Found an outlet for my need to work with my hands. Automotive proves less form-fitting and too toxic for a woman with a baby belly. Moving into a new place and seeing walls covered in flat, light colors, I in turn see a blank canvas. Perhaps you could attribute it to my many years of art in high school. I’ve had experience that shows in the way I look at the world. Scribbling on the walls is almost expected when we own the property; another coat of paint can cover-up the catastrophes.
I wanted something for our expecting bedside crib occupant at which he could gaze, and from at least a couple baby books, I read that newborns see best in high contrast, such as black and white patterns. Always looking to use what I have on hand instead of running out and buying more stuff, I dug out glossy grocery ads, packing tape, a pencil nub, and my leftover small bottles of acrylic paint. Setting my husband to work on a previous night, he and I went back to our elementary days and folded the ad sheets, plying scissors until we had something resembling cut-out snowflakes. I flattened them for a couple days with a book.
My first attempt at painting over the holed pattern proved a learning lesson. I stepped back for a day and considered other options that might better attain the desired effect. Finally, instead of a brush, I went for the paint roller. The packing tape framed the ads allowing for run-off. For the black-based patterns, I traced the edges, bordered with tape and then filled in with black which dried quickly. I then taped the cut-out snowflake over and rolled white across it. Yes, each pattern was a one-time use as they were weakened from a soaking with paint, but they were ads to begin with. 🙂
My desire to get the leaves on the wall stemmed from my appreciation of the variety of trees in this neighborhood. Walking the dog, I found myself picking up oak, maple, ash, perhaps apple and poplar leaves as they patterned the sidewalk during the fall season. These I also flattened with a book. Then trying to match their natural color, I reached for my paint bottles. Heavier duty than paper, I was able to apply the paint on the leaf and then use a dry roller to press the leaf onto the wall, leaving a stamped imprint of the tree’s creation. Not much out of baby books had inspired this project. I merely wanted to spark an interest in Nature’s variety. We have the tree identifying books available should he seek that light of knowledge. 🙂
Finally, to the far right is the hint of a wing. I want to briefly mention the bird in flight because of my decision to depict an object in motion based on the influence of a book. I learned how biologically different we are. Comparing two types, they discovered a disbursement variation of receptors inside the human eye. What I mean to say is boys and girls do see the world differently. It’s in our genetic make-up. The book, Why Gender Matters By Leonard Sax, goes into detail about why boys tend to go for things in motion while girls opt for static objects. It is one example he uses for:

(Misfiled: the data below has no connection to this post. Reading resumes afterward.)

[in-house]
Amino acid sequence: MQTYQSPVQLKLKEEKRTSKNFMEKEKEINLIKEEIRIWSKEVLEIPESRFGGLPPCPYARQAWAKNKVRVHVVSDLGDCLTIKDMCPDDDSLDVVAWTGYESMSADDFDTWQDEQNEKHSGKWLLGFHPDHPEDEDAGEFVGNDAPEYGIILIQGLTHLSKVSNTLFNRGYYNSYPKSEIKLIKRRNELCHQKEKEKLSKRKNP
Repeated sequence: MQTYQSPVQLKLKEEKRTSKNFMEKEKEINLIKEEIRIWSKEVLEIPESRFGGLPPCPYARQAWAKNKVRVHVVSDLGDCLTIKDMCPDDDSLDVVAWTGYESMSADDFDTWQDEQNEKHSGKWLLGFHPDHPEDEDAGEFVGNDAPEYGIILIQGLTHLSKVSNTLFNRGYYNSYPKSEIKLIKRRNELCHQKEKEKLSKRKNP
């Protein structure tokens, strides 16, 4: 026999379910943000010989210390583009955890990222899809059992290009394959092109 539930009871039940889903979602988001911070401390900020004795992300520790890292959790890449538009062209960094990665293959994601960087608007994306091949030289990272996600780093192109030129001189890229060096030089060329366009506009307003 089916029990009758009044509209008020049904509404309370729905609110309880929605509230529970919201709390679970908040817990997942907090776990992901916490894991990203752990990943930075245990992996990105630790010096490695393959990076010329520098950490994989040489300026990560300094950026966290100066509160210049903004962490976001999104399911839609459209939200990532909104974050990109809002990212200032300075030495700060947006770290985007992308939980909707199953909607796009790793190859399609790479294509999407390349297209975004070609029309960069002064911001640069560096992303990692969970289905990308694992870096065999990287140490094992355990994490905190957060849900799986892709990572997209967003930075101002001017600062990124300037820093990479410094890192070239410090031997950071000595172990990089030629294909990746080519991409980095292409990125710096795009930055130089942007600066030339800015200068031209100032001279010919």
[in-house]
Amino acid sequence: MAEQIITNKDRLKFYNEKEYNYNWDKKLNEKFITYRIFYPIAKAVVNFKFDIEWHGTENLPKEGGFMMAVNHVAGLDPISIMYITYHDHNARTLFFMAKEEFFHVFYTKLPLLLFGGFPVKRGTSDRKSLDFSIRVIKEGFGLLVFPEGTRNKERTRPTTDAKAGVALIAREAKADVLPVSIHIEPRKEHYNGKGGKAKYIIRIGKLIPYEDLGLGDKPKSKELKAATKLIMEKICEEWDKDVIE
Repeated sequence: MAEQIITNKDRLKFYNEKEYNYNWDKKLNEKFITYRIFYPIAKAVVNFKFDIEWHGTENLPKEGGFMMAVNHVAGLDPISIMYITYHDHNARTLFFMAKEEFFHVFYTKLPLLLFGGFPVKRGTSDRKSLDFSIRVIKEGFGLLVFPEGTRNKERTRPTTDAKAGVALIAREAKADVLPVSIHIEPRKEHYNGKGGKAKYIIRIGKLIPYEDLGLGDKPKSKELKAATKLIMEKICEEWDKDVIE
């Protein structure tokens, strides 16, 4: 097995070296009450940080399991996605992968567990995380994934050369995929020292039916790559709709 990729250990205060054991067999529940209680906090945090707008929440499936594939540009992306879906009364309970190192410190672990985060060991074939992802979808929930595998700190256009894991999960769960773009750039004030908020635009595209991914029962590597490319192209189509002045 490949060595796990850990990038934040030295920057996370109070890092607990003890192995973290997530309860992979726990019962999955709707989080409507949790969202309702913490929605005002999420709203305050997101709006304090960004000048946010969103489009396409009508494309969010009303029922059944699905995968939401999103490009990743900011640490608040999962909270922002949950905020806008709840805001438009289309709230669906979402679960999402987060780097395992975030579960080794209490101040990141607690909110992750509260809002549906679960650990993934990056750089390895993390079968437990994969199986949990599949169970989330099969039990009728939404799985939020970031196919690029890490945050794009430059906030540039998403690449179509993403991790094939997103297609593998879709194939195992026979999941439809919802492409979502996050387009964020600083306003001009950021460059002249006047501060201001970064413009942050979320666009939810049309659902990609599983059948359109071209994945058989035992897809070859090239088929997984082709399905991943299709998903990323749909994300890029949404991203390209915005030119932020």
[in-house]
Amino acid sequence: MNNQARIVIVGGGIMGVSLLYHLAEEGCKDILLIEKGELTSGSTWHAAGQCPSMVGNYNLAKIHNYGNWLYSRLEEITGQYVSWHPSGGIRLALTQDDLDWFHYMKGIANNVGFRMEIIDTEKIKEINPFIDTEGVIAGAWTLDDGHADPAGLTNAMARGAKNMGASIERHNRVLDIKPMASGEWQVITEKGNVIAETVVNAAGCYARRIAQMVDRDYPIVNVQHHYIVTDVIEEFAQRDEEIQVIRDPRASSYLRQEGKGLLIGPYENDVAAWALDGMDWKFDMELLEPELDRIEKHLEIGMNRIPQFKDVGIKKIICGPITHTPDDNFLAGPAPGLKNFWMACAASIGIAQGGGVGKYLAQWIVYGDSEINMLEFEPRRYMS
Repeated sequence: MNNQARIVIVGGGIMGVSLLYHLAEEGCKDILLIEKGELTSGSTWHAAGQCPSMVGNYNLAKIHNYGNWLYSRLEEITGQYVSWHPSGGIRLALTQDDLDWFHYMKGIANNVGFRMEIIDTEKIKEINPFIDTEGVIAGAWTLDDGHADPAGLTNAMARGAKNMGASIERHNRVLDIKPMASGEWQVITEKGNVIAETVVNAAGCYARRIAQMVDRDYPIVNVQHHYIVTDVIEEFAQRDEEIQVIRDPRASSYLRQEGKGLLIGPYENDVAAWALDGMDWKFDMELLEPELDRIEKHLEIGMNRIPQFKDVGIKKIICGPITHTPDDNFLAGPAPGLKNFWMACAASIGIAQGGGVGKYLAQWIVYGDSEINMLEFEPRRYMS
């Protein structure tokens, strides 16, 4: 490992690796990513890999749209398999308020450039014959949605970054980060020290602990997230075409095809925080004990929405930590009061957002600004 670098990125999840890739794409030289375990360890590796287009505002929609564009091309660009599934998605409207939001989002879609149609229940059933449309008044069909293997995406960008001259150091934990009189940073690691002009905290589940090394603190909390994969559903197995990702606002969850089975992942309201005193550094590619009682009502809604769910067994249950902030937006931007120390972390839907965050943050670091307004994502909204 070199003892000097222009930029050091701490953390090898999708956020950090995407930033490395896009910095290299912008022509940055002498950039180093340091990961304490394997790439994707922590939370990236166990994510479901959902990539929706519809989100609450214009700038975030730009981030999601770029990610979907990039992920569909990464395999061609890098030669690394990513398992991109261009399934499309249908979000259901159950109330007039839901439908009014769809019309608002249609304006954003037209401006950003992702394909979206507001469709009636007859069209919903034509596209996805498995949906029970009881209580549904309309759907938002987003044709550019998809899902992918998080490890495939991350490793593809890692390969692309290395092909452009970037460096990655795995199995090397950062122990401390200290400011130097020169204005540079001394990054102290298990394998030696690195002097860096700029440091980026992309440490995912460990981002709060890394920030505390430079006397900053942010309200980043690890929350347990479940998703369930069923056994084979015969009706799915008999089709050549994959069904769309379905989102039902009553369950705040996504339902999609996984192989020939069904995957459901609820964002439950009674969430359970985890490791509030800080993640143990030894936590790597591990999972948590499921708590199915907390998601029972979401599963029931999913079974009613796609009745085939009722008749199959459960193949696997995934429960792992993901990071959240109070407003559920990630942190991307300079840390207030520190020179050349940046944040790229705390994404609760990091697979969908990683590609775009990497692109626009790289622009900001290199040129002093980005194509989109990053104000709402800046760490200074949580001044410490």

parents to understand and work with hardwired differences in children, but he also encourages them to push beyond gender-based stereotypes.
An avalanche of research over the past twenty years has shown that sex differences are more significant and profound than anybody guessed. Sex differences are real, biologically programmed, and important to how children are raised, disciplined, and educated. … For example, girls are born with more sensitive hearing than boys, and those differences increase as kids grow up. So when a grown man speaks to a girl in what he thinks is a normal voice, she may hear it as yelling. Conversely, boys who appear to be inattentive in class may just be sitting too far away to hear the teacher—especially if the teacher is female.
Likewise, negative emotions are seated in an ancient structure of the brain called the amygdala. Girls develop an early connection between this area and the cerebral cortex, enabling them to talk about their feelings. In boys these links develop later. So if you ask a troubled adolescent boy to tell you what his feelings are, he often literally cannot say. (as quoted from Google Books)
He does a great job of affirming that we are different and equal. As Rhonda Robbins-Reeves writes, “One is not smarter than the other. Dr. Sax says that arguing that one sex is better or smarter than another is about as meaningful as debating a fork is better than a knife. “Better for what?” he asks.
It’s not what a boy or girl does differently that is the big issue. The big issue is how they do it.” (Click here for the full article.)
I can only do so much preparing before Baby’s arrival being new at this and not sure what to expect, but you can see how reading plays an important role in how I approach the task. Reading; it’s what I do.
Except some learning can only be done through hands-on efforts. Everyone should get dirty once and a while.